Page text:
When Will The Election Be Over? The Wait For Results Can Be Dramatic

Republican presidential candidate Donald Trump speaks during a campaign rally at the Venetian Hotel on October 30, 2016 in Las Vegas, Nevada. / AFP / John GURZINSKI (Photo credit should read JOHN GURZINSKI/AFP/Getty Images)
Source: JOHN GURZINSKI/AFP/Getty Images

The 17-month-long agony of the 2016 presidential election is almost over, but as stressful as it's been for the last year and a half, it could be nothing compared to the stress of election night. The day can feel almost never-ending — you wake up early to get to the polls, take your ballot selfie (where allowed), fret through the work day, and feel like tearing your hair out before the polls even close. With the particularly high stakes this year and the light at the end of the tunnel growing tantalizingly brighter, the one question on everyone's mind is "when will the election be over?!?!" If all goes well, the results will be officially called on election night, but this election has taught the country to expect the unexpected. 

Elections typically last late into the night on Election Day, so if you have work or school the next day, don't get your heart too set on seeing it through to the end. In 2012, Mitt Romney didn't officially concede the election to President Obama until around 1 a.m. Eastern Time, and that was a blowout election. This year's vote is expected to be much closer, and battleground states like Ohio and Florida might be too close to call for hours after the polls close. If everyone joins hands and makes a wish really hard, maybe one of the candidates will cross the 270 electoral vote mark very early, and everyone can either go to bed happy or cry themselves to sleep.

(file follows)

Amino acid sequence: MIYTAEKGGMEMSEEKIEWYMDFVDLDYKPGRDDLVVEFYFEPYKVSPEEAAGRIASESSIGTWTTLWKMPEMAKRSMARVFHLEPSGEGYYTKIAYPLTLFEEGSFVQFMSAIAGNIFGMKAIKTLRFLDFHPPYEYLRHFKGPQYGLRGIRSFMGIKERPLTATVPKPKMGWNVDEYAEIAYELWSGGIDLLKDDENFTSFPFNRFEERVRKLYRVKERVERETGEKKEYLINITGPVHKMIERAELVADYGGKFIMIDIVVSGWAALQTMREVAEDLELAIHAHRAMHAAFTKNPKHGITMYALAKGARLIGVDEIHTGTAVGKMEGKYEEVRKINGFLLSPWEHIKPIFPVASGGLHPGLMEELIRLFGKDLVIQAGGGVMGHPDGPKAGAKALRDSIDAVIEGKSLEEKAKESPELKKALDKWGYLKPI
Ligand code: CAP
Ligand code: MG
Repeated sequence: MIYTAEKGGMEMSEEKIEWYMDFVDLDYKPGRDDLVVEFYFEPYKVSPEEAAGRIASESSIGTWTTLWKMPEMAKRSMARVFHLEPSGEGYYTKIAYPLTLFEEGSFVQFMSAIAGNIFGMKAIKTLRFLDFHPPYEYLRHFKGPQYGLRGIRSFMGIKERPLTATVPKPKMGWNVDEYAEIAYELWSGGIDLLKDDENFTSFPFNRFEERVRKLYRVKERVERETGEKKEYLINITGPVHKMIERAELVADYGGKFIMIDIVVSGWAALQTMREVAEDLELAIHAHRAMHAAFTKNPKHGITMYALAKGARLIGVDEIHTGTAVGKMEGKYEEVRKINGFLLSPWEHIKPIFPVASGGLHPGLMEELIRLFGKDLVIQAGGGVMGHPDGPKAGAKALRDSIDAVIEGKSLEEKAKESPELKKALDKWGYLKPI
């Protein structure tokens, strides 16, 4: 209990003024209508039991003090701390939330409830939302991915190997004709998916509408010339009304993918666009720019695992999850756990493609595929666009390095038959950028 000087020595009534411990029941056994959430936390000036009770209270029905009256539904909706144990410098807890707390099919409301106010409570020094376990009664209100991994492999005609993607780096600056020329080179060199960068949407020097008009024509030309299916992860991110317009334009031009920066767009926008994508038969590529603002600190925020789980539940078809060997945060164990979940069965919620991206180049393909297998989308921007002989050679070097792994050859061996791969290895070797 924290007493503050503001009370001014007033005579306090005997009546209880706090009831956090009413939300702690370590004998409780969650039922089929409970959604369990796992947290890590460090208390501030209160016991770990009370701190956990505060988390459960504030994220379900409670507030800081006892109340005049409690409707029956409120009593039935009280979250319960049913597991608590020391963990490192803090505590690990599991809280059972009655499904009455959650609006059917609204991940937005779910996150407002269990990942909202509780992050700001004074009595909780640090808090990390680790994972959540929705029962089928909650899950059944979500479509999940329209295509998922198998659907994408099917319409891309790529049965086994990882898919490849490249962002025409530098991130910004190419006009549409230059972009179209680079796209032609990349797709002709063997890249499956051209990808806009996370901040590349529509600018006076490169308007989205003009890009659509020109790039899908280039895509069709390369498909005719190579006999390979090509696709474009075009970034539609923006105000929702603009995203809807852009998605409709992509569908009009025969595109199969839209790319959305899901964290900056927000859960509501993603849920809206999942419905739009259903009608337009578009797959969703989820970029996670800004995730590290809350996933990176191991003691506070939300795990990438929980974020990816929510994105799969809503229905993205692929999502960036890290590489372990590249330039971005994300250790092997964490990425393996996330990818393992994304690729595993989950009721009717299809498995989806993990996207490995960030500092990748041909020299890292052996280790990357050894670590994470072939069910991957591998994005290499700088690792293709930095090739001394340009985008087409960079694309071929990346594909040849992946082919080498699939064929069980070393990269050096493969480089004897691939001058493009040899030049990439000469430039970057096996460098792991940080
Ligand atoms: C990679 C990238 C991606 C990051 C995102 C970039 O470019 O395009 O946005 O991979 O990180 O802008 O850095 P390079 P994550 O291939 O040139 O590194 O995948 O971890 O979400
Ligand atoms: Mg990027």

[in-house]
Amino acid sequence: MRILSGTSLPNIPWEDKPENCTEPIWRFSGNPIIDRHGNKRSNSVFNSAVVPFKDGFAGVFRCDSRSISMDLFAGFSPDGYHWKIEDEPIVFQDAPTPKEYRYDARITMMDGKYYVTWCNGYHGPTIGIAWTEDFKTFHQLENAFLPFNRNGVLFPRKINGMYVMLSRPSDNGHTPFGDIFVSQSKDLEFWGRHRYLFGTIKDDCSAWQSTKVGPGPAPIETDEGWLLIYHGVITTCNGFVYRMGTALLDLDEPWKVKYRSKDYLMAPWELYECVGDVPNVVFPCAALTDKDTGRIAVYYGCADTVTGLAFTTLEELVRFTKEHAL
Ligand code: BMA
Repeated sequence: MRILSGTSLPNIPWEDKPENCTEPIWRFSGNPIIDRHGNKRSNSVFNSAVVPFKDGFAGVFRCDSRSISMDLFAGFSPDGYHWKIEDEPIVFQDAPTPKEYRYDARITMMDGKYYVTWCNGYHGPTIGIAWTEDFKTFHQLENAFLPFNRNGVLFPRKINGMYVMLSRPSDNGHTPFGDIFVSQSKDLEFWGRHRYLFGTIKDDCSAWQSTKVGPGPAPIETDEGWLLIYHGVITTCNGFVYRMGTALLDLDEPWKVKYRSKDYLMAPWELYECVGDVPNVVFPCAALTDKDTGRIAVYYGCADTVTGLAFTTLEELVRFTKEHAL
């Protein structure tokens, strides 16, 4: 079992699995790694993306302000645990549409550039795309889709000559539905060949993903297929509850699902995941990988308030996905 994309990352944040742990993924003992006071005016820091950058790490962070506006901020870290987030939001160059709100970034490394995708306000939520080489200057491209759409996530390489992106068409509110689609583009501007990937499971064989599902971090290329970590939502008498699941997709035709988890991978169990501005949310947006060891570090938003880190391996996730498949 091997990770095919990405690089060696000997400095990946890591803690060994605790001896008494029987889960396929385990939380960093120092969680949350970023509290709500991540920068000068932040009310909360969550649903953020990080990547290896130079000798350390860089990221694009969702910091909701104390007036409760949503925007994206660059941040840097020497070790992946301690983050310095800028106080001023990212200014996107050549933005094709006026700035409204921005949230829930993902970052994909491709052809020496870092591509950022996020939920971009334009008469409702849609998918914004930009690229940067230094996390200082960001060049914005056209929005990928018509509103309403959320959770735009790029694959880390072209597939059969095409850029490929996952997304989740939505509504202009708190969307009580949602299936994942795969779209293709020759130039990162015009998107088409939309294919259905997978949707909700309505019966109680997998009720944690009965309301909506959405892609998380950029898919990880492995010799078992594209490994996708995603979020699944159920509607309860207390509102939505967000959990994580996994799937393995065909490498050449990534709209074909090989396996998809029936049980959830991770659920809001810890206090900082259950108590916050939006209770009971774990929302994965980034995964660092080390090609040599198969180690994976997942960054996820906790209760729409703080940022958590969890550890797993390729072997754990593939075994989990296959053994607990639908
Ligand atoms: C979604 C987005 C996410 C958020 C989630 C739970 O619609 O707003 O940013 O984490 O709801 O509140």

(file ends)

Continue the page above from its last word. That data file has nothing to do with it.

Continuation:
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Of course, the idea that the election is over when the results are called is under unprecedented attack this year. Donald Trump still has not promised to concede gracefully, meaning the results could be in limbo, particularly if it comes down to a thin margin. Right now, 270ToWin has Hillary Clinton with a likely majority electoral votes and the possibility of earning more, but since states with some of the biggest electoral counts like Florida, Ohio, and Texas are up for grabs, that could change very quickly. Honestly, it's a bit of a fool's errand to try and predict what Trump will do or how his supporters will behave, so going into election night with no, and I mean absolutely zero, expectations is probably your best option. 

Everyone deserves the day off on Nov. 9 because this election is bound to cause some serious anxiety and heartbreak, and that's assuming everything goes according to plan and it's actually over on Nov. 9. Hopefully, the country will have a new president elect by the morning after Election Day, but there are no guarantees about anything this year. Tune in to watch history as it's being made. 

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